Laurie's Blogs.


Apr 2020

Service Vests and Movement Restriction

Service Vests

A recent study in AJVR (March 2020) revealed that dogs wearing service vests displayed changes in truncal motion.  Researchers Foutz and Budsberg developed a 3-D kinematic model to measure truncal motion in dogs and assess the changes in truncal motion when wearing each of 2 different service vests.  


The study utilized five client-owned adult mixed-breed dogs were used in the study. All dogs were of nonchondrodystrophic breeds, were between 1 and 4 years of age, had a body weight between 20 and 30 kg, and had a body condition score of 5 (scale, 1 to 9). No dog had previously worn a vest of any type. Physical examination of the dogs revealed no abnormalities, and there were no signs of lameness.


Kinematic data were collected for each dog on 3 days within a 10-day period. Dogs were allowed a brief period to acclimate to a treadmill, and reflective markers were then placed on each dog. Kinematic data were collected while dogs walked on the treadmill and subsequently trotted on the treadmill. Dogs were then acclimated to wearing a service vest, and data were collected while dogs walked and trotted on the treadmill with each dog wearing a custom vest and then with each dog wearing an adjustable vest. Each dog was returned to the laboratory 2 more times, and the same testing protocol was repeated.


Markers were placed at T1, T13, the xiphoid process, each iliac crest, each ischium, the dorsal aspect of each scapula, the spine of the scapula, and a triangular marker at the base of each scapula, as well as the 5th metatarsal bilaterally.


Once data collection was completed for a dog at the walking and trotting gaits, the dog was acclimated to the applicable service vest. Both vests used in the study (a custom vest and an adjustable vest) weighed 1 kg.


Trunk motion of dogs when walking and trotting was significantly reduced when dogs were wearing a vest, compared with trunk motion when not wearing a vest.  Although the present study was focused more on establishing a technique to assess truncal rotation of dogs during a gait, it was interesting, but not surprising, that the custom vest restricted the trunk rotation more than did the adjustable vest. The custom vest had fabric that covered the entire trunk, whereas straps were used to hold the adjustable vest in place.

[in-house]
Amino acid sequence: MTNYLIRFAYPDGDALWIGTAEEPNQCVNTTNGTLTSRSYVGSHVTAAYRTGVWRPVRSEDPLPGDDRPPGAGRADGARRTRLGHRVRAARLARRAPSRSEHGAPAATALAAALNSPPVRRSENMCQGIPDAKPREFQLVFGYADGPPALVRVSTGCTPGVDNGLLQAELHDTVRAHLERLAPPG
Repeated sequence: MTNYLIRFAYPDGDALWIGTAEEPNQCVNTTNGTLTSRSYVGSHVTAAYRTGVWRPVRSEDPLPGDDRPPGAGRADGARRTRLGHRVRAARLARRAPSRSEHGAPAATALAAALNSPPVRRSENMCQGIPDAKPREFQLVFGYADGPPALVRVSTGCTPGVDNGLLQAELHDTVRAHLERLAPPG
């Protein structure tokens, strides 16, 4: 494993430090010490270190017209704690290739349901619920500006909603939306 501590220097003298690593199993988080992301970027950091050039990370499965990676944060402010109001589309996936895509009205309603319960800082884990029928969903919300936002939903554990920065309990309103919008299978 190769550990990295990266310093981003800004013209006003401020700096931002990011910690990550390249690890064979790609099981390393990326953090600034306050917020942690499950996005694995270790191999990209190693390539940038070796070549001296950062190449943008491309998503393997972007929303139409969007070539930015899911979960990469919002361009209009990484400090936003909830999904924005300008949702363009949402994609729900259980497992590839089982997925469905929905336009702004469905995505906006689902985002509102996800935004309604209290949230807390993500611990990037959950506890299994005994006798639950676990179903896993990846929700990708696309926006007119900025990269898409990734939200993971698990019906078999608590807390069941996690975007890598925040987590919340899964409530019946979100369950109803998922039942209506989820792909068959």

So, what are we to think of this?  I think it’s interesting and points us towards asking more questions.  Is this the same for any harness?  Would there be long term implications to exclusively wearing a harness when out for walks?


The body is designed to move.  Restricting it could lead to adaptations over time.  In my opinion, I would think that dogs that wear harnesses frequently or exclusively when out to walk, run, or play, could have issues that might arise elsewhere.  For example, if the spine is ‘stiffer’ might the dog compensate with more / altered SIJ motion, altered hip / hind leg tracking, changes in front limb use, perhaps reduced rear end propulsion or transference of forces from rear to front, maybe an overreliance on front limbs in general.  


All in all, this is simply one foundational piece of a puzzle… without any directive as to what the puzzle is supposed to actually look like!!!  However, at least in regards to the kinds of harnesses used in this study, there is a reduction in truncal motion, and that has to have some kind of implication.  We just don’t know what.  More harness studies are needed for sure, and hopefully we will start to be able to make some clinical use of the harness studies that will be coming out.  Until then, check your harness dogs for other issues!



Foutz TL & Budsberg SC.  Impact of wearing a service vest on three-dimensional truncal motion in dogs. Am J Vet Res, March 2020, Vol. 81(3): 210-219.